General Technician Workshops
You'll handle plenty of engineering machinery and processes, from milling machines to making sheet metal parts.
Pay after training
16 - 29
Similar civilian jobs
- Machine shop operator
- Engineering fitter
Citizen of the UK or the Republic of Ireland, or a Commonwealth citizen since birth
male or female
Qualifications you need
3 GCSE/SCEs at Grade C/2 minimum or equivalent in English language, maths and an approved science/technology-based subject. This role requires a physics based science subject. Please check by reading this document (opens in a new window).
Qualifications you can gain
City & Guilds Level 3 Progression Award in engineering fabrication and welding; NVQ Level 3 in engineering production as part of an Advanced Apprenticeship
Whether or not you were born in the United Kingdom, you should have resided there for the five years immediately preceding your application.
General Technicians Workshops manufacture and repair aircraft components and parts for other equipment essential to the RAF.
You’ll begin your career on an operational flying station.
There, you’ll learn how to carry out a wide range of tasks using a variety of engineering machinery, plant and processes.
These could include milling machines, centre lathes, grinding and other machine tools; welding using oxyacetylene, electric and inert gas processes; and the manufacture of sheet metal parts involving heat treatment, bending, riveting and soldering.
As you gain skills and experience, you may have the opportunity to work on more specialised equipment.
The RAF’s technician training earns you a National Engineering Certificate at Level 3 and an Advanced Apprenticeship, including an NVQ Level 3.
Whatever your skills when you join, you can be sure of getting valuable training in a specialist trade.
I do this job
General Technician Workshops
‘The Battle of Britain Memorial Flight did an overhaul of their Lancaster bomber and I made all the engine-mounting bolts for it!’
‘I’ve done all the advanced courses in turning, grinding and milling but I still work primarily as a machinist, making aircraft parts from scratch.’
‘I get a lot of job satisfaction because I love working with the aircraft – if it was engineering for washing machines I wouldn’t be satisfied. And there can be so much variety in what you do too.’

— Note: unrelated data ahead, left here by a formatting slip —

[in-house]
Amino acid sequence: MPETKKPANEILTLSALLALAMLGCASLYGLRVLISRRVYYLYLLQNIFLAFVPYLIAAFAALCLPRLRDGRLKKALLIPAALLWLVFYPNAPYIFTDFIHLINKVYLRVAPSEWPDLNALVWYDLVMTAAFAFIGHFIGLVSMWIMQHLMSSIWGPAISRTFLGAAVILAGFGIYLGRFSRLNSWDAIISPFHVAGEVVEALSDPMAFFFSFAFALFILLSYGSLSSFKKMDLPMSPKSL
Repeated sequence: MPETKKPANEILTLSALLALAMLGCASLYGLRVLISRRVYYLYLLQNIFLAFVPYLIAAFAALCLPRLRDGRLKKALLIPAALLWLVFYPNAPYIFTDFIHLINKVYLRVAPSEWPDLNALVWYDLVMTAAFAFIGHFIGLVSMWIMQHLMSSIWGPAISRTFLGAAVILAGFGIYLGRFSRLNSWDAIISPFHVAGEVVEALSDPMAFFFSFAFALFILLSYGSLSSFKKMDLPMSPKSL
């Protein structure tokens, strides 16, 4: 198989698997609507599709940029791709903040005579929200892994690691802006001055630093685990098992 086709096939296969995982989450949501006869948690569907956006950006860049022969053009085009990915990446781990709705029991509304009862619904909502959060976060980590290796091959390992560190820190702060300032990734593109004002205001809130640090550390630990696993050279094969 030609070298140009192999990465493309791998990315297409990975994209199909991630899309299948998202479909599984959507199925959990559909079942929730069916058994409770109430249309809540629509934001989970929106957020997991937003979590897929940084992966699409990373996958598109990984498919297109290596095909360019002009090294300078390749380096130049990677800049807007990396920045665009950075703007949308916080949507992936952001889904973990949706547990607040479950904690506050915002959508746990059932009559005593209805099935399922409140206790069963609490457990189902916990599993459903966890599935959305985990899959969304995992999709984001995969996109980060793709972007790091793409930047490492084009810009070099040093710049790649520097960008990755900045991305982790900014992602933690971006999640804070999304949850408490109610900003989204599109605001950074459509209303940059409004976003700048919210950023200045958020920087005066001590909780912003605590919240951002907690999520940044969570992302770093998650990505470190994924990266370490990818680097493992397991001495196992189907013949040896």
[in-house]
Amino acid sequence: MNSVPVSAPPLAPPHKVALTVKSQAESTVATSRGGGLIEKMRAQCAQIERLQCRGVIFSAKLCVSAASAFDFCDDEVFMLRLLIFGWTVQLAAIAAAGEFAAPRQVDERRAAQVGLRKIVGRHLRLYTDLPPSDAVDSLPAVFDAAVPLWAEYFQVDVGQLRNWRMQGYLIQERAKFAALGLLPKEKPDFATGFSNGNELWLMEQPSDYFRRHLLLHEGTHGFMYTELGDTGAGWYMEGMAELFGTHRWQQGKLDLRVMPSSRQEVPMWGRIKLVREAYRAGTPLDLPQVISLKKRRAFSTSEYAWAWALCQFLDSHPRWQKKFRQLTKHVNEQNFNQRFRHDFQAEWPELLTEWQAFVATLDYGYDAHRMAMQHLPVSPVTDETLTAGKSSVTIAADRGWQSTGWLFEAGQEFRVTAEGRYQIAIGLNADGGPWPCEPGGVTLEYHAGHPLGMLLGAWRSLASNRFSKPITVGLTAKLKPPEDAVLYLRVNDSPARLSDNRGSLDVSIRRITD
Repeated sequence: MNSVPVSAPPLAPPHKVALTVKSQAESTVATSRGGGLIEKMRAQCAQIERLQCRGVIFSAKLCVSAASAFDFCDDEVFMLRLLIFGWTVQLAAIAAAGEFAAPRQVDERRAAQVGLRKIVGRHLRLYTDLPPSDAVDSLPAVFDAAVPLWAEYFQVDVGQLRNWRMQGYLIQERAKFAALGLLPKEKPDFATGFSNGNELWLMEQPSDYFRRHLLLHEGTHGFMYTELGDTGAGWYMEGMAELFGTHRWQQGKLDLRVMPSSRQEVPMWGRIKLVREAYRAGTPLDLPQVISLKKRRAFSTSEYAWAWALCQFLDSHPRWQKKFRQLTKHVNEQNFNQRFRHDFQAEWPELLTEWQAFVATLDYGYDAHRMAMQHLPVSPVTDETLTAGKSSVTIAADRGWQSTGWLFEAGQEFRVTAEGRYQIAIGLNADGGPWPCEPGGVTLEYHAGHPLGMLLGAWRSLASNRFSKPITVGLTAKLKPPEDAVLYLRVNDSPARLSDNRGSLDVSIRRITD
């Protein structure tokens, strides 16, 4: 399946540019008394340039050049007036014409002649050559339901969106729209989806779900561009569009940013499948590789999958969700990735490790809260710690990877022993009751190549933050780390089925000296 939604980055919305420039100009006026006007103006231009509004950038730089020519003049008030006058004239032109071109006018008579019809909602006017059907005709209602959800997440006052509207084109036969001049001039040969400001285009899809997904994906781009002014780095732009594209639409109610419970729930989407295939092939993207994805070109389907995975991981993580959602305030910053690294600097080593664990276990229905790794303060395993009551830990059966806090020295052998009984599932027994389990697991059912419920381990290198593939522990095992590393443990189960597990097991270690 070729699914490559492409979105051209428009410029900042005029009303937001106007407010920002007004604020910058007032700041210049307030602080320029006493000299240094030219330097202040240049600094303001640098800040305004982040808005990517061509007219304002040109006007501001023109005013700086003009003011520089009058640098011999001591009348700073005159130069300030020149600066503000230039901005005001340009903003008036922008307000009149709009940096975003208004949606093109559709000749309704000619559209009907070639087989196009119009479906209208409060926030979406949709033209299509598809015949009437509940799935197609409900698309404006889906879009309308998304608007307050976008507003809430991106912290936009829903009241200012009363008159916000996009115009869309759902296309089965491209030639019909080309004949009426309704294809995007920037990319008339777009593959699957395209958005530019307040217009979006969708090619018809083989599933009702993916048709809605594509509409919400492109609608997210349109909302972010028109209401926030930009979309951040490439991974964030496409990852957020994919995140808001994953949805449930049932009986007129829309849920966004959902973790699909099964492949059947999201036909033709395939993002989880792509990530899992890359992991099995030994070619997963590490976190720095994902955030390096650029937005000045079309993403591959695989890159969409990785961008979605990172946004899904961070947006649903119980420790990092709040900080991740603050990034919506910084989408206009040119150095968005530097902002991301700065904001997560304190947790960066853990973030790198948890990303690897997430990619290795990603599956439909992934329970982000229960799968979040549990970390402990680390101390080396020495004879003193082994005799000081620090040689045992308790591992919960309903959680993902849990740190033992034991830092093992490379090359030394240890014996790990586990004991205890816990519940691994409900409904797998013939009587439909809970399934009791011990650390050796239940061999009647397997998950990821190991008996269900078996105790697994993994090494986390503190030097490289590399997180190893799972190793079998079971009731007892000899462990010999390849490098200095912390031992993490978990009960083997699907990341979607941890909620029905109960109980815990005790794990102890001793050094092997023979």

‘From the time I went into the Armed Forces Careers Office to the day I started my recruit training was less than three weeks, so I had to train hard to get myself ready.
‘It was a bit of a culture shock: I was 17, had never been away from home and found myself sharing a room with 18 blokes. Plus, we were on the go from 5am to midnight. But I made a lot of good friends that I still keep in touch with, and after the first week I really enjoyed it.’
‘It’s very handy living on the station: I live only a couple of hundred yards from where I work and I’ve got the gym right on my doorstep. I like to keep fit and do a bit of weight training, and the gym’s a good place to socialise, believe it or not, because you see the same people and you get to know them.’
Your career will start with a 10 week Basic Recruit Training Course (BRTC) at RAF Halton in Buckinghamshire. The course is designed to help you adjust to a military environment. As well as fitness and military training, you’ll also learn about the RAF lifestyle
The next step is a specialist training course at RAF St Athan, near Cardiff, which lasts approximately 15 months.
You’ll be enrolled on an Advanced Apprenticeship and a team of RAF and civilian instructors will teach you production engineering principles.
You’ll then put the theory into practice when learning the three main disciplines of sheet metalwork, welding and machining.
On successful completion of the training course, you’ll be awarded a City & Guilds Level 3 Progression Award in Engineering Fabrication and Welding before your first posting.
Your specialist training, along with the experience you gain on the job, will lead to the award of an NVQ Level 3 in Engineering Production, and your Advanced Apprenticeship could be completed within three years of joining the RAF.
As your career progresses, you’ll develop your production engineering techniques and we’ll continue to train you in new skills.
You’ll learn many processes and use a much wider range of equipment than you might come across outside the RAF.
You’ll receive advanced training in welding, turning, milling and sheet metalwork using computer numerical controlled applications.
There are also opportunities for management and leadership training.
In addition, the qualifications and experience you’ll gain in your RAF career can be used to meet the joining criteria for relevant civilian professional associations.
You’ll initially join the RAF for a period of nine years.
After a year, and on completion of your initial specialist training, you’ll be eligible for promotion to Senior Aircraftman/woman if you pass a short trade ability test.
Further promotion to the rank of Corporal and beyond is by competitive selection.
The Advanced Apprenticeship, NVQ Level 3 and acknowledged registration within an appropriate civilian professional institution, leads to the award of Engineering Technician status; which is an internationally recognised standard of professional achievement.
These qualifications are as valuable in the civilian world as they are in the RAF – which means that whenever you decide to leave the RAF, you’ll be well placed to find a job in engineering.
Call us on
0845 605 5555
- Mon-Fri8am to 8pm
- Sat9am to 6pm
- Sun10am to 4pm